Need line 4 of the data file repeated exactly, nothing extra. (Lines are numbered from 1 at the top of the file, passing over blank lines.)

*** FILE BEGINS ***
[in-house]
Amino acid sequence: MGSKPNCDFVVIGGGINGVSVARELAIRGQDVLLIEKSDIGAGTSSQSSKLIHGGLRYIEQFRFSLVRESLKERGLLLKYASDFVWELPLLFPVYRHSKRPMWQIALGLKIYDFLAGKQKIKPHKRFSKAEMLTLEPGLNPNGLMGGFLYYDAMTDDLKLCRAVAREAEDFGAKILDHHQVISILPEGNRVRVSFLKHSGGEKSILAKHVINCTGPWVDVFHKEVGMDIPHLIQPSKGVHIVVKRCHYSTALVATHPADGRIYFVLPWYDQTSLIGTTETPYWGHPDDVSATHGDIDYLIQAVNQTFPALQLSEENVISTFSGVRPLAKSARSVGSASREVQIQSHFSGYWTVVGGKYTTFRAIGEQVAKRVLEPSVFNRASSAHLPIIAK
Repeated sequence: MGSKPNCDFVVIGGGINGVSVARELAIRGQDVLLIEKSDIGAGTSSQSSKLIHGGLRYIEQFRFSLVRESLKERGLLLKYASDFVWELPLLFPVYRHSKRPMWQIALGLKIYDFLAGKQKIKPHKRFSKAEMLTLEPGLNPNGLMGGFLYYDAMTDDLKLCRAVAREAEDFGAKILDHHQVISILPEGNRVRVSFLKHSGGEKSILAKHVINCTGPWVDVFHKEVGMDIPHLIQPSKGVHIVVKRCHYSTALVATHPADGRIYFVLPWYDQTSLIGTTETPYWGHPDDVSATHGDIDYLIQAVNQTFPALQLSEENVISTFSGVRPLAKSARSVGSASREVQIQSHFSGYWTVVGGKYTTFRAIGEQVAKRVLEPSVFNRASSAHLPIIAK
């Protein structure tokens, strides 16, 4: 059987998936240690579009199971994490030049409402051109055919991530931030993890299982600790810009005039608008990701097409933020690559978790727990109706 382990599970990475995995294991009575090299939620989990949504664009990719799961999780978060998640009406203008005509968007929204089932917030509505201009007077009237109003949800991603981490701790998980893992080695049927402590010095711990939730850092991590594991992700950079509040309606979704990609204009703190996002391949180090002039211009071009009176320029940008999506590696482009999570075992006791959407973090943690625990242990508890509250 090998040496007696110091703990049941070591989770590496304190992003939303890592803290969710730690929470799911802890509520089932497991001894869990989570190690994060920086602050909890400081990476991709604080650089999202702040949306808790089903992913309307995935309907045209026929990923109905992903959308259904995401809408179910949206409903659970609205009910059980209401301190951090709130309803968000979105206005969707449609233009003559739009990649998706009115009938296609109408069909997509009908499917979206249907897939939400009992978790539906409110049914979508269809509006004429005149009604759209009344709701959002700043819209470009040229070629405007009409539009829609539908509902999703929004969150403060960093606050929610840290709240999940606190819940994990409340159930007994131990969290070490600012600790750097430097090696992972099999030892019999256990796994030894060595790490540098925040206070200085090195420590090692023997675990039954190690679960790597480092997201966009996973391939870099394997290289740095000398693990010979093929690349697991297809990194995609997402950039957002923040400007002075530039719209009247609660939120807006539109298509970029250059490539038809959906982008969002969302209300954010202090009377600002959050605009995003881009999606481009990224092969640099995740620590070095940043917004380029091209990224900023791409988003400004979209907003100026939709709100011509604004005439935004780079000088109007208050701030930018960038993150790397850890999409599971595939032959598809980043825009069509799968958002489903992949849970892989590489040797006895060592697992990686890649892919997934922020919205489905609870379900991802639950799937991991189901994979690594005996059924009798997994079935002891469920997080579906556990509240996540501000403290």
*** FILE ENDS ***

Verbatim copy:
């Protein structure tokens, strides 16, 4: 059987998936240690579009199971994490030049409402051109055919991530931030993890299982600790810009005039608008990701097409933020690559978790727990109706 382990599970990475995995294991009575090299939620989990949504664009990719799961999780978060998640009406203008005509968007929204089932917030509505201009007077009237109003949800991603981490701790998980893992080695049927402590010095711990939730850092991590594991992700950079509040309606979704990609204009703190996002391949180090002039211009071009009176320029940008999506590696482009999570075992006791959407973090943690625990242990508890509250 090998040496007696110091703990049941070591989770590496304190992003939303890592803290969710730690929470799911802890509520089932497991001894869990989570190690994060920086602050909890400081990476991709604080650089999202702040949306808790089903992913309307995935309907045209026929990923109905992903959308259904995401809408179910949206409903659970609205009910059980209401301190951090709130309803968000979105206005969707449609233009003559739009990649998706009115009938296609109408069909997509009908499917979206249907897939939400009992978790539906409110049914979508269809509006004429005149009604759209009344709701959002700043819209470009040229070629405007009409539009829609539908509902999703929004969150403060960093606050929610840290709240999940606190819940994990409340159930007994131990969290070490600012600790750097430097090696992972099999030892019999256990796994030894060595790490540098925040206070200085090195420590090692023997675990039954190690679960790597480092997201966009996973391939870099394997290289740095000398693990010979093929690349697991297809990194995609997402950039957002923040400007002075530039719209009247609660939120807006539109298509970029250059490539038809959906982008969002969302209300954010202090009377600002959050605009995003881009999606481009990224092969640099995740620590070095940043917004380029091209990224900023791409988003400004979209907003100026939709709100011509604004005439935004780079000088109007208050701030930018960038993150790397850890999409599971595939032959598809980043825009069509799968958002489903992949849970892989590489040797006895060592697992990686890649892919997934922020919205489905609870379900991802639950799937991991189901994979690594005996059924009798997994079935002891469920997080579906556990509240996540501000403290």